It was dreadfully sad to hear of the death of young mother Casey Nathan this week in Hamilton. Ms Nathan died after giving birth to a son, Kymani. And sadly, baby Kymani has since passed away, in a double tragedy for Casey's partner and whanau.
Yesterday's Herald carried a story on this case. But moreover, it also told the story of one woman's determination to actually do something; as a direct result of her own experience; check this out:
Action to Improve Maternity founder Jenn Hooper said she hoped the deaths would highlight the need to overhaul of the country's maternity system.She has been campaigning for change since her own daughter Charley was left with severe cerebral palsy after a troubled birth in Morrinsville in 2005.Mrs Hooper also almost died after haemorrhaging.She wants an independent review of the midwifery system under which midwives, rather than GP obstetricians, are lead maternity carers for most mothers-to-be, and an independent body to handle complaints against midwives.She also wants an independent perinatal database to record every birth - not just those in hospitals - and how mother and baby fared.This was the only way to get vital information needed to improve the maternity sector, she said.Mrs Hooper presented a petition to Parliament's health select committee two weeks ago, in which she asked why similar recommendations by the committee in 2009 have not been actioned.In July last year it was revealed in the perinatal and maternal mortality review committee that 98 newborn babies who died in 2009 could possibly have been saved.Mrs Hooper was also concerned with Ministry of Health maternity transfer guidelines for lead maternity carers which did not consider problems including a baby having difficulty breathing or not breathing, or a mother who had lost 500ml of blood and was continuing to lose blood, as emergency situations during childbirth."Each one of those situations has killed people in the past and they can very quickly become life-threatening, each and every time."AIM also wanted graduate midwives to spend up to two years in internships at tertiary or base hospitals instead of being able to go straight into the community.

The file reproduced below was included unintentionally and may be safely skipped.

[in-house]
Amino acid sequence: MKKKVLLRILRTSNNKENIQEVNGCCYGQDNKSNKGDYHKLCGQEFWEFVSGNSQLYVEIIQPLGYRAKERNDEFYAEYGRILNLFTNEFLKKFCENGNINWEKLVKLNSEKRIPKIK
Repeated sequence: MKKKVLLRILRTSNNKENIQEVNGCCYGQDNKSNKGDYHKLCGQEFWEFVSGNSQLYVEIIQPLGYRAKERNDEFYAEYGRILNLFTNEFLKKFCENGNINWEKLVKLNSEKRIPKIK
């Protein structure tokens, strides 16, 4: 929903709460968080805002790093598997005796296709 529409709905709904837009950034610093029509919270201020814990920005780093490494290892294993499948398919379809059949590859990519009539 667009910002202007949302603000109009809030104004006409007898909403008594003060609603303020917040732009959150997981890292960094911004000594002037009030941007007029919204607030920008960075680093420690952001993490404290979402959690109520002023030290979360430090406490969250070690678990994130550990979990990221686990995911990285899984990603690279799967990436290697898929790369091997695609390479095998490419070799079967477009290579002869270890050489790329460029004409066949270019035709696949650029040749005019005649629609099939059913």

We're friends with Jenn on Facebook, where we've chatted to her a few times. She is absolutely committed to getting better outcomes for mothers and babies, and we have little doubt that she is turning into a formidable adversary for those who make decisions in maternity care.
Jenn founded Action to Improve Maternity (AIM) to try and ensure that the birth trauma that left Charley with severe cerebral palsy is not repeated, and she has become a voice for other parents who have seen the miracle of birth and new life turn into a nightmare.
We won't even try to explain the practical steps, the advocacy and the support that AIM is providing. Go to their website and check it out for yourself; but we defy you not to be touched by the stories told there.